Surely violence "ruins" the earth today. Imagine hatred so intense that people delight to die if only they can take a dozen or so with them! Violence considered unspeakable even in the 70s, enhanced with torture, becomes more and more routine. Television positively wallows in it. Even Moristotle, a gentle soul who will nonetheless disagree with most aspects of this post, will not disagree on the mushrooming of violence. Deep in the comment section of this recent posthe refers to UNC-Chapel Hill (his employer, I think) Student Body President Eve Carson, whose "ATM card and car--and life--were stolen a couple of weeks ago by two young thugs." The reference has absolutely nothing to do with the rest of his comment, but is typical of how we respond to random violence....it crowds out everything else....we just half to highlight it. For this young woman, and loved ones, and the entire campus in proportion to how well they knew here, violence has "ruined the earth."
And can you not add economic concerns to matters that are ruining the earth? Costs of fuel and food have risen dramatically in recent months, incomes have not, and plenty of folk were stretched tight to begin with.
Of course, such things aren't really unexpected and are just partof the accumulating "sign" that human rulership is unfit and that God is fully justified in bringing its end, to be replaced with his own Kingdom rule. Only then will the earth really be free of injustices.
All the same, trialsome conditions are trialsome conditions. Jehovah's people may see light at the end of the tunnel, but it's a tunnel nonetheless. Sometimes people give up on the light and instead focus on the tunnel - some worrying about it, some trying to patch it up, some exploring it. It's easy to do. If Paul could speak of those who had experienced "shipwreck concerning their faith" (1 Tim 1:19) in his day, much more do his words apply in our day as the whole earth wobbles insanely and we all feel its effects. Doubtless that is why Jehovah's organization lays so much stress on "staples" such as meetings, service, prayer, and Bible study. These are the avenues...really, the only avenues...through which Christians can focus on the big picture of God's deliverance.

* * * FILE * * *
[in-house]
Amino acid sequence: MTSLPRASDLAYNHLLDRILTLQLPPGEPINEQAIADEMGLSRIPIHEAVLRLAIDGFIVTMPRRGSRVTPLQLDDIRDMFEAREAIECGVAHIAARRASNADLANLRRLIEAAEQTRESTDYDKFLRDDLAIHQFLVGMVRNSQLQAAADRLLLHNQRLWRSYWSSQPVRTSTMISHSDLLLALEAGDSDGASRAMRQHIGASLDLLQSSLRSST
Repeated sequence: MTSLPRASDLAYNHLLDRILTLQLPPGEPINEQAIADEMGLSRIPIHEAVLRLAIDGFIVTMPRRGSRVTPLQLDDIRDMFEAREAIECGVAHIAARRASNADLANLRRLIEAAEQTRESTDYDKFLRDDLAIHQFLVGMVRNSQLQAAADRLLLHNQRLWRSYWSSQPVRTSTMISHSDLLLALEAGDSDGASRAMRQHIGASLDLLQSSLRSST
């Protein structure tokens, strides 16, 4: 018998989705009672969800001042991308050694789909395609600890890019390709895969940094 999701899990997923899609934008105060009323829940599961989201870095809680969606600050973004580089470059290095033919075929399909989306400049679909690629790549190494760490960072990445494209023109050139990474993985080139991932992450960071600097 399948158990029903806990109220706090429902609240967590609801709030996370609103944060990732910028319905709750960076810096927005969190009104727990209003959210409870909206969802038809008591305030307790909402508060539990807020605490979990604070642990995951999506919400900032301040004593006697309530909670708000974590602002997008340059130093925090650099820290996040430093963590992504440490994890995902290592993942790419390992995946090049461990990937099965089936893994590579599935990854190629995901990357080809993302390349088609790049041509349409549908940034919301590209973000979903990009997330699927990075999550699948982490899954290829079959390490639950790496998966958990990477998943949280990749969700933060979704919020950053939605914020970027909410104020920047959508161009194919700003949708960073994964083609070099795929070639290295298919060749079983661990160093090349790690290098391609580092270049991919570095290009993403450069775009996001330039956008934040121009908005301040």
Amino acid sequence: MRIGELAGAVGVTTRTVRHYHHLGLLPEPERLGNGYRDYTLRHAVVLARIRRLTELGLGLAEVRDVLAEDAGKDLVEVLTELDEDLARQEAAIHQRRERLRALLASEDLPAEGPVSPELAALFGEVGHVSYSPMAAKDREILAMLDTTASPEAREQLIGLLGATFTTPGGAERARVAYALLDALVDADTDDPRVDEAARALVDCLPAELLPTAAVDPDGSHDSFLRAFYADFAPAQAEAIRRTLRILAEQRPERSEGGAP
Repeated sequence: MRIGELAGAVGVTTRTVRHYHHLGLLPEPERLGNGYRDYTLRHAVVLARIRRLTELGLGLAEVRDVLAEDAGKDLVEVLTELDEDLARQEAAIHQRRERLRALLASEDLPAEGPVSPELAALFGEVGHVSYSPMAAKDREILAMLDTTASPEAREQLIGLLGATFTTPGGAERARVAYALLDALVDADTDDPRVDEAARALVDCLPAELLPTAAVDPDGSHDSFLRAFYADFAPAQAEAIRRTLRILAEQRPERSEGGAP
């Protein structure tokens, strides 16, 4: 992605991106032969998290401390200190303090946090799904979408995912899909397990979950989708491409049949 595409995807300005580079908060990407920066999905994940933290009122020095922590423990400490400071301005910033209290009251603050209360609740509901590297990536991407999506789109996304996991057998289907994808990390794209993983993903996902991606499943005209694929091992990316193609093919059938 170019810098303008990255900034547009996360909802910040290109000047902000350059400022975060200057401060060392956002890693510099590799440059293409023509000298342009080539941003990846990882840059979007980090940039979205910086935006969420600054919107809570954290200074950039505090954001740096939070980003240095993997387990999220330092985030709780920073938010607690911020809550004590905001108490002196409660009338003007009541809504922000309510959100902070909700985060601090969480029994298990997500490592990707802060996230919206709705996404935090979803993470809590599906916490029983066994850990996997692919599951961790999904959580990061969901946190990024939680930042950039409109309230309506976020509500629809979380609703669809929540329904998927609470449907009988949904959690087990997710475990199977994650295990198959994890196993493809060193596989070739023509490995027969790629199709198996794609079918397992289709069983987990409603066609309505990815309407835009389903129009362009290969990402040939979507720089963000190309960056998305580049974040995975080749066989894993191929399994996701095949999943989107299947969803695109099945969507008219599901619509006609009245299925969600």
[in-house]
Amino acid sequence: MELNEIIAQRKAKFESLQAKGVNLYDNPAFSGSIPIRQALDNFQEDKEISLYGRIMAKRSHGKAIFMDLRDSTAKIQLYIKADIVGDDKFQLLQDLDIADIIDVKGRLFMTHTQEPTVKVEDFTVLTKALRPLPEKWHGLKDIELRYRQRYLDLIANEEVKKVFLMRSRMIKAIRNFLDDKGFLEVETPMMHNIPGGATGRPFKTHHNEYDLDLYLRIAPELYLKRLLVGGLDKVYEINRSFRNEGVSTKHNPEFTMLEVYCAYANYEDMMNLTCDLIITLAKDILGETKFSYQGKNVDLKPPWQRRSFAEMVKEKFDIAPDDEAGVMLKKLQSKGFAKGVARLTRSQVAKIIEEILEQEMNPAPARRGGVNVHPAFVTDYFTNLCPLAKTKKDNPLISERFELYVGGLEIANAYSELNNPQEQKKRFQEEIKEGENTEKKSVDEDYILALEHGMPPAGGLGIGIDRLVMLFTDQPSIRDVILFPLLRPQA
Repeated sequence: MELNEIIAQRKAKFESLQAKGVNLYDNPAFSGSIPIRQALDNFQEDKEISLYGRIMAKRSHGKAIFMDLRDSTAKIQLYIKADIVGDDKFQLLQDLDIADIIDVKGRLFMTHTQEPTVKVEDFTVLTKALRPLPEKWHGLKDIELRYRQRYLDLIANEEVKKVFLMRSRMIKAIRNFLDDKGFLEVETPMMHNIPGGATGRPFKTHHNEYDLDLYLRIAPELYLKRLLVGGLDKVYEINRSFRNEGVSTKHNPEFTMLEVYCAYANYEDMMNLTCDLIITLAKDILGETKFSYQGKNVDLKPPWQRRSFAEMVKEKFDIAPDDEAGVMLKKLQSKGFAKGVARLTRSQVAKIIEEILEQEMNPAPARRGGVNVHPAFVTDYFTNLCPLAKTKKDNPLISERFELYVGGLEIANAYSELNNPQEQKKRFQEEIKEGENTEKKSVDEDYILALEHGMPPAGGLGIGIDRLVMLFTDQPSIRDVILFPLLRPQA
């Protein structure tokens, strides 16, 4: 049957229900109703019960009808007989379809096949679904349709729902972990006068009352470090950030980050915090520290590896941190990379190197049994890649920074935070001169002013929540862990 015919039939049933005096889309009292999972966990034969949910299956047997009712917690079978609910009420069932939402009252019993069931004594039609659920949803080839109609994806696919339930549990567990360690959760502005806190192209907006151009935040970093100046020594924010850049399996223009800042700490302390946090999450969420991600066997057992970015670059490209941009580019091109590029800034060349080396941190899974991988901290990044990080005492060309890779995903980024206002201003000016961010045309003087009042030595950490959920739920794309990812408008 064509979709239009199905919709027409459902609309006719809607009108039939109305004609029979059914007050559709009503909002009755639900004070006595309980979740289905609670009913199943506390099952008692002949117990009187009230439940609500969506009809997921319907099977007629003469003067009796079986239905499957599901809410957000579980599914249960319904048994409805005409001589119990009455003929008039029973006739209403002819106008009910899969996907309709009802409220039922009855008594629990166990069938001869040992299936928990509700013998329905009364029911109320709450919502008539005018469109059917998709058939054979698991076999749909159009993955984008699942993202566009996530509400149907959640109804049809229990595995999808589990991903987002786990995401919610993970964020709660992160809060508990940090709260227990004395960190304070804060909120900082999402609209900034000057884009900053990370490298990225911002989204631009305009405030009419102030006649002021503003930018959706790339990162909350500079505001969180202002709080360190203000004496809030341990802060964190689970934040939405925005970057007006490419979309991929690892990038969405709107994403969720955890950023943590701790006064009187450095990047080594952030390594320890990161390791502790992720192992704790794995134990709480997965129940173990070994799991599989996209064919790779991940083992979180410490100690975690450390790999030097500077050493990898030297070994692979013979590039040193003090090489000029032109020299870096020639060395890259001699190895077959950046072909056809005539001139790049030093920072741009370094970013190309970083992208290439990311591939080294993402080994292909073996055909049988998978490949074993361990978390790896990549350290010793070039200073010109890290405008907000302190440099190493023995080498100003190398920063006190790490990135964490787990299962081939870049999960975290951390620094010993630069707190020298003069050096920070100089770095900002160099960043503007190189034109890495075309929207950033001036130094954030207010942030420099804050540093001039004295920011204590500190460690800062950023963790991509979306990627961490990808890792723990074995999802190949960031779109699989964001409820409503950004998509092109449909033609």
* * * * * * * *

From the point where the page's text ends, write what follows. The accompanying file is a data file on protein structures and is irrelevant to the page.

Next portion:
"A farmer went out to sow his seed. As he was scattering the seed, some fell along the path; it was trampled on, and the birds of the air ate it up. Some fell on rock, and when it came up, the plants withered because they had no moisture. Other seed fell among thorns, which grew up with it and choked the plants. Still other seed fell on good soil. It came up and yielded a crop, a hundred times more than was sown."
When he said this, he called out, "He who has ears to hear, let him hear."
His disciples asked him what this parable meant. He said, "The knowledge of the secrets of the kingdom of God has been given to you, but to others I speak in parables, so that,
" 'though seeing, they may not see;
though hearing, they may not understand.' [Isa 6:9]
"This is the meaning of the parable: The seed is the word of God. Those along the path are the ones who hear, and then the devil comes and takes away the word from their hearts, so that they may not believe and be saved. Those on the rock are the ones who receive the word with joy when they hear it, but they have no root. They believe for a while, but in the time of testing they fall away. The seed that fell among thorns stands for those who hear, but as they go on their way they are choked by life's worries, riches and pleasures, and they do not mature. But the seed on good soil stands for those with a noble and good heart, who hear the word, retain it, and by persevering produce a crop.
Luke 8:5-15 NIV